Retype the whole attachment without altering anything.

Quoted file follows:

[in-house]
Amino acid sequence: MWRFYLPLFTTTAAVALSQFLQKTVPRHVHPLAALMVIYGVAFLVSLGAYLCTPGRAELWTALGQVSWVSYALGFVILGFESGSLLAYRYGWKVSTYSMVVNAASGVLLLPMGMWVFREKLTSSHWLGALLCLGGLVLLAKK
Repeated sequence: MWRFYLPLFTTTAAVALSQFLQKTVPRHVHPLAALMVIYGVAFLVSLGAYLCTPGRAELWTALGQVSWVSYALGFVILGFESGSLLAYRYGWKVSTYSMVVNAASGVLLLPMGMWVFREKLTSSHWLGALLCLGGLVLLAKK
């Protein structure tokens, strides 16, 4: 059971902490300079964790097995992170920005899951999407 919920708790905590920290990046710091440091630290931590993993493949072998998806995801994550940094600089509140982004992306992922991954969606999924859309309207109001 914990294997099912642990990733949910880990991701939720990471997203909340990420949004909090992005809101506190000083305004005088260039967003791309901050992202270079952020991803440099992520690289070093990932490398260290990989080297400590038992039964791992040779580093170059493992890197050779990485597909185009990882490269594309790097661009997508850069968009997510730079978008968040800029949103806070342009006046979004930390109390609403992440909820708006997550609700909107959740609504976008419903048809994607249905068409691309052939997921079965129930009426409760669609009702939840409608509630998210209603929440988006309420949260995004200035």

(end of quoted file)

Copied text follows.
[in-house]
Amino acid sequence: MWRFYLPLFTTTAAVALSQFLQKTVPRHVHPLAALMVIYGVAFLVSLGAYLCTPGRAELWTALGQVSWVSYALGFVILGFESGSLLAYRYGWKVSTYSMVVNAASGVLLLPMGMWVFREKLTSSHWLGALLCLGGLVLLAKK
Repeated sequence: MWRFYLPLFTTTAAVALSQFLQKTVPRHVHPLAALMVIYGVAFLVSLGAYLCTPGRAELWTALGQVSWVSYALGFVILGFESGSLLAYRYGWKVSTYSMVVNAASGVLLLPMGMWVFREKLTSSHWLGALLCLGGLVLLAKK
């Protein structure tokens, strides 16, 4: 059971902490300079964790097995992170920005899951999407 919920708790905590920290990046710091440091630290931590993993493949072998998806995801994550940094600089509140982004992306992922991954969606999924859309309207109001 914990294997099912642990990733949910880990991701939720990471997203909340990420949004909090992005809101506190000083305004005088260039967003791309901050992202270079952020991803440099992520690289070093990932490398260290990989080297400590038992039964791992040779580093170059493992890197050779990485597909185009990882490269594309790097661009997508850069968009997510730079978008968040800029949103806070342009006046979004930390109390609403992440909820708006997550609700909107959740609504976008419903048809994607249905068409691309052939997921079965129930009426409760669609009702939840409608509630998210209603929440988006309420949260995004200035």